Fig. 1

Flow diagram of patients in this study. CKD: chronic kidney disease; ESD: endoscopic submucosal dissection; EMR: endoscopic mucosal resection; eGFR: estimated glomerular filtration rate

Follow-up schedule

Complete blood cell counts and chest radiographs were taken the day after the ESD procedure. A second-look endoscopy was performed on the second day after the procedure, to evaluate post-procedural ulcers. Oral feeding was started if there was no evidence of bleeding or perforation. An intravenous proton pump inhibitor was administered from the morning of the day of the procedure to the end of the none-per-oral period, followed by oral proton pump inhibitor therapy for 4–8 weeks. Endoscopy follow-up was performed at 3, 6, and 12 months after ESD. Abdominal computed tomography (CT) scans were performed every 6 months for the first year, and annually thereafter, to detect extragastric recurrence in the adenocarcinoma patients.


CKD was defined as decreased eGFR less than 60 ml/min/1.73 m2 for 3 or more months before the ESD procedure, with the stage of CKD being determined according to the K/DOQI CKD classification [8], in which the stage of CKD is categorized into the following ranges: stage 3 with an eGFR of 30–59 ml/min/1.73 m2, stage 4 with 15–29 ml/min/1.73 m2, and stage 5 with < 15 ml/min/1.73 m2. The eGFR was estimated using the Modification of Diet in Renal Disease (MDRD) study equation [9].

Macroscopic types were classified according to the Japanese classification of gastric carcinoma: type I (protruded), type IIa (superficial elevated), type IIb (flat), type IIc (superficial depressed), and type III (excavated). Types I and IIa were classified as the elevated type, and types IIb, IIc, and III were classified as the flat-depressed type [10].

Differentiated EGC with a diameter of ≤ 2 cm without ulcerative findings was designated as an absolute indication. Expanded indications included differentiated type without ulceration but with a diameter of > 2 cm, differentiated type with ulceration and a diameter of ≤ 3 cm, and undifferentiated type without ulceration but with a diameter of ≤ 2 cm [11]. Patients were classified into the absolute and expanded indication groups according to the final pathologic diagnosis. Patients who were not classified into either group were designated as the beyond expanded indications group.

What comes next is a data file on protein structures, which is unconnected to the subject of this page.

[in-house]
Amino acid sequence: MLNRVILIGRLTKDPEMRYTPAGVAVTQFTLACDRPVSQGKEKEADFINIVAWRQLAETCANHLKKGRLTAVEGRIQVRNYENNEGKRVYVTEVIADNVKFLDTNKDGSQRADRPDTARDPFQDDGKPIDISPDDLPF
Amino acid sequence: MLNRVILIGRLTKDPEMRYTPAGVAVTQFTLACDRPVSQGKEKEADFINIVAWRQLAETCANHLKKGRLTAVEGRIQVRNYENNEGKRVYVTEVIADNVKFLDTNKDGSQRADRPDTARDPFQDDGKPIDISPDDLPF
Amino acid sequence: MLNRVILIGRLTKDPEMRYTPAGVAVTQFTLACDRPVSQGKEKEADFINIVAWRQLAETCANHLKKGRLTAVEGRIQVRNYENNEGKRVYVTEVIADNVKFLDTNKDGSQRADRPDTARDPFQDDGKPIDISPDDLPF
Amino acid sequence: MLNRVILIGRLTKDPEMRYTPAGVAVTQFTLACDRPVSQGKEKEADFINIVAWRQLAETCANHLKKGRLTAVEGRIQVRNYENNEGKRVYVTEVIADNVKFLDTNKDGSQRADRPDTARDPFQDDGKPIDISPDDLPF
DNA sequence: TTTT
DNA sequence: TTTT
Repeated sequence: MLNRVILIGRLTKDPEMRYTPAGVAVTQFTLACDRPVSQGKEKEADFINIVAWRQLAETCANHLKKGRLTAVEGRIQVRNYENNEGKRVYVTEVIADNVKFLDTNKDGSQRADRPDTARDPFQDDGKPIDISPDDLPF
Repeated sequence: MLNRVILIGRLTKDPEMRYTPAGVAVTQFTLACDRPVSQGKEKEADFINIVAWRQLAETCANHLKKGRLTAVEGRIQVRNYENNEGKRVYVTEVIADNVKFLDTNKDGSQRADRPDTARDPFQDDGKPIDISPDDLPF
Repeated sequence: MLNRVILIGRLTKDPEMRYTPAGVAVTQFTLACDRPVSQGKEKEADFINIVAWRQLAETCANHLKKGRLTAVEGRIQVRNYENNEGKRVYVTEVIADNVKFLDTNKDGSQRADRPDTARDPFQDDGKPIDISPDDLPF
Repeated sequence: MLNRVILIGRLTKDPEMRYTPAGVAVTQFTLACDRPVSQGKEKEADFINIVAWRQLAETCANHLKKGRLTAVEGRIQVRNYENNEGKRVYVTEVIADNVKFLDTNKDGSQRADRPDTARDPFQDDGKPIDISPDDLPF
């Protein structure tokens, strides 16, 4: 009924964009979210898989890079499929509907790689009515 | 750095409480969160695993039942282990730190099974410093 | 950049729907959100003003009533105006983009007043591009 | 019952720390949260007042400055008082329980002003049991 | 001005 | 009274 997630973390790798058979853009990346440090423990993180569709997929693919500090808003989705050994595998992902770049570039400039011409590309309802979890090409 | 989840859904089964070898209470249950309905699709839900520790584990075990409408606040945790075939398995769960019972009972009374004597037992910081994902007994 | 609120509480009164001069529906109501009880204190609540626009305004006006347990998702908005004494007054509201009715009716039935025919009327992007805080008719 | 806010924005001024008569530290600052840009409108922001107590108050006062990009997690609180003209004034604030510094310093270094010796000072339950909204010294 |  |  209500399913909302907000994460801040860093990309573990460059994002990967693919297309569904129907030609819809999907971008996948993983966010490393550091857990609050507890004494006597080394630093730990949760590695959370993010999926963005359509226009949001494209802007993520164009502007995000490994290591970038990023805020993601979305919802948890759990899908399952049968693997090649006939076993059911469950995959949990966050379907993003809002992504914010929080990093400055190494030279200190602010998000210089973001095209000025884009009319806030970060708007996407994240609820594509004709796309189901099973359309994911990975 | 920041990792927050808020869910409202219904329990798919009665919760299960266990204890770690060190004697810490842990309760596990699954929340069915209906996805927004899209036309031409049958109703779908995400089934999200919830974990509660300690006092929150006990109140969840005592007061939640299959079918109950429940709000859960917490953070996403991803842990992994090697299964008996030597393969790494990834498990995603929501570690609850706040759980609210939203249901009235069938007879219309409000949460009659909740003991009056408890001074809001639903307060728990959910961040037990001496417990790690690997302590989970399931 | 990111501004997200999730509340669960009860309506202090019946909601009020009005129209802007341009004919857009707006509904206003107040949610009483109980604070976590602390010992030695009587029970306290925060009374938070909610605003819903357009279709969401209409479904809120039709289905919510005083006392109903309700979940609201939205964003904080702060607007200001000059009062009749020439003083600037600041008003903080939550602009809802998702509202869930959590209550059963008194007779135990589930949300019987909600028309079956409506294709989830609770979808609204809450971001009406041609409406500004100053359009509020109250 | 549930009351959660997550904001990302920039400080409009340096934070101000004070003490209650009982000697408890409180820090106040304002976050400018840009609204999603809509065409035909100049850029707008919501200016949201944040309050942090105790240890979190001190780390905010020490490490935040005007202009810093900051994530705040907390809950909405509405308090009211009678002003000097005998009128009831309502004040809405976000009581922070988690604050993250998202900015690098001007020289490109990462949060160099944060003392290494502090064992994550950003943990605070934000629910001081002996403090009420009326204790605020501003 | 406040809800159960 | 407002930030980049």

En bloc resection was defined as resection of the neoplastic lesion in one piece without fragmentation. Lesions were considered as completely resected if the lateral and vertical margins were free of tumor. Complete resection of tumors in a piecemeal fashion was defined as complete removal of the entire lesion, including sufficient tumor-free margins after the perfect reconstruction of all pieces. Curative resection was defined as follows: regardless of tumor size, differentiated type, pT1a, ulcer negative; tumor size ≤ 3 cm, differentiated type, pT1a, ulcer positive; tumor size ≤ 2 cm, undifferentiated type, pT1a, ulcer negative; tumor size ≤ 3 cm, differentiated type, pT1b (SM1 < 500 µm from the muscularis mucosae) [11]. The resection was considered non-curative when tumors did not fulfill the abovementioned criteria for curative resection or lymphovascular invasion was identified in the final pathologic diagnosis.

Procedure time was defined as the time from marking to removal of the specimen, including the time for hemostasis. A bleeding event was considered to have occurred if second-look endoscopy showed oozing vessels requiring additional endoscopic hemostasis, or if clinical symptoms such as hematemesis or melena were present. Bleeding was defined as early delayed bleeding when identified during routine second-look endoscopy, or as late delayed bleeding when bleeding occurred > 48 h after the procedure. A diagnosis of perforation was made according to a direct endoscopic observation of mesenteric fat or the presence of free air in an abdominal radiograph or CT scan.

Statistical analysis

The patients in the CKD group (n = 102) were propensity score-matched 1:1 with patients without CKD, who underwent ESD because of gastric neoplastic lesions. The propensity score, an estimate of the probability that a patient undergoing ESD had CKD, was calculated using age, sex, histology, location of tumor, and size of tumor as variables. Propensity score matching was performed using the nearest-neighbor method with a caliper width of 0.1 multiplied by the standard deviation for the linearly transformed propensity scores (logit transformation). The distribution of propensity scores for overall enrolled patients is shown in Supplementary Fig. 1.